Attorney, diplomat, and author. Has worked as a special assistant to the Secretary of the U.S. Army; U.S. State Department, U.S. Consulate, Krakow, Poland, diplomat and government official, 1994-98; currently attorney in private practice, Philadelphia, PA. Former member of board, Jewish Community Relations Council of Southern New Jersey; fellow, Salzburg Seminar.
Polish Institute of Arts and Sciences in America.
U.S. Commission for the Preservations of America's Heritage Abroad honors; Quill Award nomination, best romance category, for The Kommandant's Girl.
The Kommandant's Girl (novel), Mira (Don Mills, Ontario, Canada), 2007.
The seeds of author Pam Jenoff's interest in fiction writing were planted during her childhood, but it was through her adult career as a government official and diplomat that she found the motivation and material for her first novel. After college, Jenoff was appointed as a special assistant to the Secretary of the U.S. Army. In this position, she had the "unique opportunity to witness and participate in operations at the most senior levels of government," according to her Web site. Next, Jenoff was assigned to diplomatic duties at the U.S. Consulate in Krakow, Poland. There, she "developed her expertise in Polish-Jewish relations and the Holocaust," while working on issues such as the "preservation of Auschwitz and the restitution of Jewish property in Poland." "I was profoundly affected by my experiences in Poland, and by the many close relationships I developed with both Jewish and Gentile Poles," Jenoff also commented on the M.J. Rose Web log.
"For several years after my return to the United States, I wanted to write a novel that reflected these experiences," Jenoff continued on her Web site. Guided by an image of a "young woman nervously guiding a child across Krakow's market square during the Nazi occupation," Jenoff's interest in writing the novel was cemented by a chance meeting with an elderly couple during a train ride from Washington, DC, to Philadelphia. They were both Holocaust survivors who were thoroughly familiar with the Polish resistance during the war. Their story, coupled with a sense of reassessment of priorities following the September 11, 2001, terrorist attacks spurred Jenoff to enroll in a writing class. This led to her debut novel.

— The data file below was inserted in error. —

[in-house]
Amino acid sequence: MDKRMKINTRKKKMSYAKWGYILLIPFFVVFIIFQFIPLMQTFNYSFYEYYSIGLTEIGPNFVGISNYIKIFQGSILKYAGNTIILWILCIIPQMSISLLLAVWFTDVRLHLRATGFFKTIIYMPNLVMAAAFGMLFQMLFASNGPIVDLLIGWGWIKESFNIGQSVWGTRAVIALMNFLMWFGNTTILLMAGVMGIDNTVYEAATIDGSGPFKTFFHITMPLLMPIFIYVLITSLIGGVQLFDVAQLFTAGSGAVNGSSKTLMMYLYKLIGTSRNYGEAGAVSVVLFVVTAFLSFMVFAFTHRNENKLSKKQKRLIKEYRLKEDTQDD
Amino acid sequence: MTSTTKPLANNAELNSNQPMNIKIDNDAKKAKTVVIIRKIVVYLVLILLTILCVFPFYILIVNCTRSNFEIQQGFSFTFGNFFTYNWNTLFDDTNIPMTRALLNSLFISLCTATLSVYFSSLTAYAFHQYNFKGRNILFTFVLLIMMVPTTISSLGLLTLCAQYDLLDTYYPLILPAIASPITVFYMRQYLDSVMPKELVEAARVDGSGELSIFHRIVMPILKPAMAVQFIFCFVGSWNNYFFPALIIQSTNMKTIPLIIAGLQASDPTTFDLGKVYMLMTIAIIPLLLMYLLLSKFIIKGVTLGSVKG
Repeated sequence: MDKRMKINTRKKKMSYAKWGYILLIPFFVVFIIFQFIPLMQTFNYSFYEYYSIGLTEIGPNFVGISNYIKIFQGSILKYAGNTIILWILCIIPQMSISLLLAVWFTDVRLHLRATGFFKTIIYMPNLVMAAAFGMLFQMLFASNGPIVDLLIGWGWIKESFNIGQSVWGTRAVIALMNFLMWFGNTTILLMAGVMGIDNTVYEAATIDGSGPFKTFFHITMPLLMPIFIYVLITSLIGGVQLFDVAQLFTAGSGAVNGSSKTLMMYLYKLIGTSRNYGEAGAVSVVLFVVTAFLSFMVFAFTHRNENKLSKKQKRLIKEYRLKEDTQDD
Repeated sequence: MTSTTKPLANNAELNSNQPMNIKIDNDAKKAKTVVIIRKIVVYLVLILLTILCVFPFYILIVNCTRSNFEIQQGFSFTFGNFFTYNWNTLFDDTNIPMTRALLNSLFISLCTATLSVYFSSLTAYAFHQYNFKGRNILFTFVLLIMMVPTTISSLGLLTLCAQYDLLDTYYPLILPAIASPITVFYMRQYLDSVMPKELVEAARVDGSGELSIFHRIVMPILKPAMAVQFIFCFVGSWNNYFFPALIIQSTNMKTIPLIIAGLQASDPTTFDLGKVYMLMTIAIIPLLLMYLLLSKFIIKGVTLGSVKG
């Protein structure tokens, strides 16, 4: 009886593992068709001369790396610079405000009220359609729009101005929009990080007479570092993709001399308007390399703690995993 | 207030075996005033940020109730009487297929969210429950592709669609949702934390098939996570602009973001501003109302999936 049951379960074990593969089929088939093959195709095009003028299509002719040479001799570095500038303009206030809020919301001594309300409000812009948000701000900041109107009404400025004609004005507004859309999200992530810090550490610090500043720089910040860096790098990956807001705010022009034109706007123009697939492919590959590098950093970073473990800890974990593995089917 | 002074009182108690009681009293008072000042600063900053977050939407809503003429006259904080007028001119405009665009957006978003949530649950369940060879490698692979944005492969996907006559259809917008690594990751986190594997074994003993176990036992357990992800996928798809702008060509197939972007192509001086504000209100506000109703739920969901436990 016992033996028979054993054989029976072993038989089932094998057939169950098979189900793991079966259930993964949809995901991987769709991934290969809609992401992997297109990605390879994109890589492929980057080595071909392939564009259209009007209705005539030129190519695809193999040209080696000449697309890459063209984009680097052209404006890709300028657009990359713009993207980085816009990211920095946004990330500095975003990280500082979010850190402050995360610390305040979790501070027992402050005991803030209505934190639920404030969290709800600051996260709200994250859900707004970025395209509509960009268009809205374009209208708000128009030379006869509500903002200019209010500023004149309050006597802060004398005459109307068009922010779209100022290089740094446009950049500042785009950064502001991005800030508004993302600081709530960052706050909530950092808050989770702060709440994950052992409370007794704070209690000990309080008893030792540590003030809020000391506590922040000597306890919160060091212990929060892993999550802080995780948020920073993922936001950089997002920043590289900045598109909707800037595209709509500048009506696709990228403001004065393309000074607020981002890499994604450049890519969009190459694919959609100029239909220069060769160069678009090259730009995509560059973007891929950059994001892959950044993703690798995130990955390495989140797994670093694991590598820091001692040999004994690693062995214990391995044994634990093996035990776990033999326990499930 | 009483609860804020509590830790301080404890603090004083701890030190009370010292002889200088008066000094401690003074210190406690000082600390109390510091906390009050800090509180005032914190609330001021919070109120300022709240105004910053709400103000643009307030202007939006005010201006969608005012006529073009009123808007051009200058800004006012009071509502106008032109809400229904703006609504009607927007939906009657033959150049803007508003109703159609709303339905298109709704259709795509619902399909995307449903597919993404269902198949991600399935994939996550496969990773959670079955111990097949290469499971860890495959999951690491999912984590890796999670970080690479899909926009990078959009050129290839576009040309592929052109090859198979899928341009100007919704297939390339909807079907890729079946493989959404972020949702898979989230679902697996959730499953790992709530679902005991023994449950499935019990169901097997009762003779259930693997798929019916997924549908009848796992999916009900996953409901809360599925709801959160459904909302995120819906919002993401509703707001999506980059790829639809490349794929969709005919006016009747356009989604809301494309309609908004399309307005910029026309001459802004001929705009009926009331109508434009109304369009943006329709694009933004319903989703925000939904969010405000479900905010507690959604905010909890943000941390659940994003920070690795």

The Kommandant's Girl tells the story of Emma Bau, a young Polish Jew living in Krakow. Recently married to Jacob, her life changes dramatically after the Nazi invasion of Poland. Jacob immediately leaves to join the Jewish underground. He provides a set of false papers for Emma, allowing her to change her identity to Anna Lipowski, a Catholic. She moves in with Jacob's Catholic aunt Krysia and poses as her niece. During a dinner party, Emma attracts the attention of a high-ranking Nazi official, Kommandant Georg Richwalder. He asks her to become his personal assistant, and though Emma is repulsed by the idea of working for the Nazis, she accepts, hoping to be able to uncover useful information for the underground. What Emma does not count on, however, is the intense and growing attraction between herself and her Nazi boss. Soon, her emotions and loyalties face a serious test as love enters into the German equation. Booklist critic Patty Engelmann observed that Jenoff "succeeds in humanizing the unfathomable as well as the heroic." A Publishers Weekly reviewer called the novel "historical romance at its finest."
BIOGRAPHICAL AND CRITICAL SOURCES:
Booklist, February 15, 2007, Patty Engelmann, review of The Kommandant's Girl, p. 42.
City Paper (Philadelphia, PA), March 21, 2007, Sarah Weinman, review of The Kommandant's Girl.
CNW Group, June 8, 2007, "Pam Jenoff's The Kommandant's Girl Is a 2007 Quill Award Nominee."
Publishers Weekly, August 7, 2006, review of The Kommandant's Girl, p. 30.
Bestsellersworld,http://www.bestsellersworld.com/ (August 27, 2007), Nancy Eaton, review of The Kommandant's Girl.
Book Place,http://www.thebookplace.com/ (August 29, 2007), biography of Pam Jenoff.
eHarlequin.com,http://www.eharlequin.com/ (August 29, 2007), biography of Pam Jenoff.
Heartstrings Reviews,http://www.heartstringsreviews.com/ (June 18, 2007), Cheryl Jeffries, review of The Kommandant's Girl.
Historical Romance Writers,http://www.historicalromancewriters.com/ (August 29, 2007), review of The Kommandant's Girl.
IndieLondon,http://www.indielondon.co.uk/ (August 29, 2007), review of The Kommandant's Girl.
M.J. Rose Web log,http://mjroseblog.typepad.com/ (March 8, 2007), biography of Pam Jenoff.
Once upon a Romance,http://www.onceuponromance.net/ (August 29, 2007), Lori Graham, review of The Kommandant's Girl.
Pam Jenoff Home Page,http://www.pamjenoff.com (August 29, 2007).
Romantic Times,http://www.romantictimes.com/ (August 29, 2007), Catharine Witmer, review of The Kommandant's Girl.
Round Table Reviews,http://www.roundtablereviews.com/ (August 29, 2007), Tracy Farnsworth, review of The Kommandant's Girl.